The system is installed by an excavation firm licensed for installation. The service provider should be screened based on the type of system to be installed. Asking your designer for a reference is a good plan. The cost to install a new system will vary based on the type, size, and conditions of the site; the range is $30,000-$45,000, with the typical being $30,000-$35,000. It is prudent to photograph the site during the installation process so that you have documentation on the component locations; this makes servicing in the future easier. A list of installers is available via the County website.
The size of your system should be based on your future home building plans; i.e., the number of bedrooms in the plans should match the size of your system. Years back, some property owners felt that the systems were over engineered; hence the practice of building a 3 bedroom home with a 2 bedroom septic system presented itself. The result of this faulty logic is notable when a property owner decides to sell and markets the home. Real Estate Agents are only able to advertise the maximum number of bedrooms per the septic permit, not the floor plan. These rules impose creative marketing remarks such as “home offers 2 bedrooms and a den with a closet”. This lack of detail impairs the marketing of the home. Of course, if you have a 7 bedroom system and a 3 bedroom house, the marketing remarks remain at 3 bedrooms but you are able to brag about the larger system.
If you want to check the size of your system, you can find a copy of your permit at the County site that is shown via the link below. If your system is older, and the permit fails to disclose the number of bedrooms in the text, you can usually rely on the permit number. The last numeric digit of the permit number represents the size the system was installed for, i.e., Permit Number 2004-052-R3 is a 3 bedroom system.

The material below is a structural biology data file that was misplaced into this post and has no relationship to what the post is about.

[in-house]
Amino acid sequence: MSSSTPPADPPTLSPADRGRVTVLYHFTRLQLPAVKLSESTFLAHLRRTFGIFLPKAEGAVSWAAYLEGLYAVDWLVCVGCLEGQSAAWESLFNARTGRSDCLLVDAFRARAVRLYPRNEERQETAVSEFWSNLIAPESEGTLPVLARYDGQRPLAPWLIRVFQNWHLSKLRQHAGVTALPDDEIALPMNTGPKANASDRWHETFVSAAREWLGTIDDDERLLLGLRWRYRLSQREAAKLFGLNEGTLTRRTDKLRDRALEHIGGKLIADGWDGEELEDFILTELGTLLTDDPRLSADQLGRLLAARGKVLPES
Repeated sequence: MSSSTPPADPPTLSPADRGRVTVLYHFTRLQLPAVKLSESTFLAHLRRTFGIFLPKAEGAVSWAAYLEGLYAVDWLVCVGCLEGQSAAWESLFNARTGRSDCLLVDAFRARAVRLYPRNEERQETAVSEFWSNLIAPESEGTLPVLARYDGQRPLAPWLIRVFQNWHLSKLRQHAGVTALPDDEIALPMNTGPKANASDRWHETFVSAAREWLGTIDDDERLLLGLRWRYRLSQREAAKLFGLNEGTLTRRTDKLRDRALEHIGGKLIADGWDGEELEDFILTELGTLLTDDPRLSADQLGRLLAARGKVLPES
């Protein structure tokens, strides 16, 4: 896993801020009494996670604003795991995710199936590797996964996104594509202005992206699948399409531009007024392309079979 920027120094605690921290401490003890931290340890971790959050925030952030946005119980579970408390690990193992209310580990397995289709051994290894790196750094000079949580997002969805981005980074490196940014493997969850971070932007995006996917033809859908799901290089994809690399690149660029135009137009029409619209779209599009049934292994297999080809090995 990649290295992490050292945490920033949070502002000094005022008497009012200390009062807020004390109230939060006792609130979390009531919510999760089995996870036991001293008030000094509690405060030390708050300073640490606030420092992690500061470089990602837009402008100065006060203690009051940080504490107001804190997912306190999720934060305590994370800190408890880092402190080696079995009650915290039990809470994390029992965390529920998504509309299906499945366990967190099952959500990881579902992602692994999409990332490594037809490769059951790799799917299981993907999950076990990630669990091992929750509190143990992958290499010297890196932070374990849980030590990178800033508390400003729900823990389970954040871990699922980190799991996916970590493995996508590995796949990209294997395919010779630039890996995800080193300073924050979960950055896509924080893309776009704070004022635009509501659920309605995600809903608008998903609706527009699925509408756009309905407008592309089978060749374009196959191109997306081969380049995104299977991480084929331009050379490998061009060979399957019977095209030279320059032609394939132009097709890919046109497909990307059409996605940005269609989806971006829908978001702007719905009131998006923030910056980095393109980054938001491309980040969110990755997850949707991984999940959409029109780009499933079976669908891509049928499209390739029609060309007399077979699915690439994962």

The County is mandated by the State to enforce the monitoring and regular inspections of septic systems. The frequency of the inspection is based on the type of system you have and varies from annually to every 3 years. The County does this by mailing out post cards that suggest it may be time for your septic to be inspected and pumped if necessary. Most property owners promptly file the post card in the “to do” pile which often doesn’t get “to done”.
When a property owner lists their home for sale, they are advised by their Coldwell Banker San Juan Islands agent that pursuant to SJC ordinance 8.16.160, a septic inspection is required, and a pump may be necessary. A seller must evidence the compliance of their system to a buyer as part of the purchase contract. The evidence consists of a copy of the report completed by the inspector and a copy of the receipt for upgrades, repairs and pumping, if applicable. The purchase contract requires that the evidence must be less than 12 months old, however; if a lender is involved, the evidence may need to be less than 90 days.